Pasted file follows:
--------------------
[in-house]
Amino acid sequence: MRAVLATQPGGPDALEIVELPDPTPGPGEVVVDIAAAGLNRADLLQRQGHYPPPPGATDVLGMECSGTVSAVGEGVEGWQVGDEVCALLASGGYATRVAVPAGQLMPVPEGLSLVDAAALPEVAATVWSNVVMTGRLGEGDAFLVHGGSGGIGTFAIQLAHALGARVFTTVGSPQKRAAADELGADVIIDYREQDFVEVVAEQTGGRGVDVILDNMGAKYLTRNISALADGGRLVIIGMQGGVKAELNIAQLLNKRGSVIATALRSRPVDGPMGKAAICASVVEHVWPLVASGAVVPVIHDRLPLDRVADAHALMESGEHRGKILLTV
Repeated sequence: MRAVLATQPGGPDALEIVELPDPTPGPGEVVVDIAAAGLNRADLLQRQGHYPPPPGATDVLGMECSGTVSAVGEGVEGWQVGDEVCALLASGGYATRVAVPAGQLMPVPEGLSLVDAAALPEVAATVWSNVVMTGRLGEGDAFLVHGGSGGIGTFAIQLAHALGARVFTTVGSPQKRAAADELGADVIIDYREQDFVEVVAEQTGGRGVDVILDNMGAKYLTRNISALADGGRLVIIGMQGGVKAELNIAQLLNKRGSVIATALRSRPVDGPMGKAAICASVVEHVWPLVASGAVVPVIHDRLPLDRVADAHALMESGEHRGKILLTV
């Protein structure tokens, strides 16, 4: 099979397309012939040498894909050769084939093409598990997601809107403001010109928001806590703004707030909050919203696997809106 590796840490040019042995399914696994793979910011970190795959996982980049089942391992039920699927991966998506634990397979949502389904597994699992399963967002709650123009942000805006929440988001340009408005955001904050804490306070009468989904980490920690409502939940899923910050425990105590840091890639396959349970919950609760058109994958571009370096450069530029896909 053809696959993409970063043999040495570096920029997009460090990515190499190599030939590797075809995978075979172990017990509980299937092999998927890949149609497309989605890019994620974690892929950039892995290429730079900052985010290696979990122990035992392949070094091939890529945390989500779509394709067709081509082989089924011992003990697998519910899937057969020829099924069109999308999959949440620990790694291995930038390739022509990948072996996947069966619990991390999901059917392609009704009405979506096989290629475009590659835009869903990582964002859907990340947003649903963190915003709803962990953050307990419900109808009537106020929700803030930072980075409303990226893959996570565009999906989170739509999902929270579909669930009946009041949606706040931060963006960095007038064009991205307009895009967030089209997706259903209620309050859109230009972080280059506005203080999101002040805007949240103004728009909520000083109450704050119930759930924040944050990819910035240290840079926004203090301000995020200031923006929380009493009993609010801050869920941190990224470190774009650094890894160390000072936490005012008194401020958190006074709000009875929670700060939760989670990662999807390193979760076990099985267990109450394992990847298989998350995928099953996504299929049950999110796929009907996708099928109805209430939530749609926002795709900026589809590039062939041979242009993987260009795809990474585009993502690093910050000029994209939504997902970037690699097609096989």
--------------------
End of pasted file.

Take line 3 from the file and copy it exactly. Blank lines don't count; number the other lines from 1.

Repeated sequence: MRAVLATQPGGPDALEIVELPDPTPGPGEVVVDIAAAGLNRADLLQRQGHYPPPPGATDVLGMECSGTVSAVGEGVEGWQVGDEVCALLASGGYATRVAVPAGQLMPVPEGLSLVDAAALPEVAATVWSNVVMTGRLGEGDAFLVHGGSGGIGTFAIQLAHALGARVFTTVGSPQKRAAADELGADVIIDYREQDFVEVVAEQTGGRGVDVILDNMGAKYLTRNISALADGGRLVIIGMQGGVKAELNIAQLLNKRGSVIATALRSRPVDGPMGKAAICASVVEHVWPLVASGAVVPVIHDRLPLDRVADAHALMESGEHRGKILLTV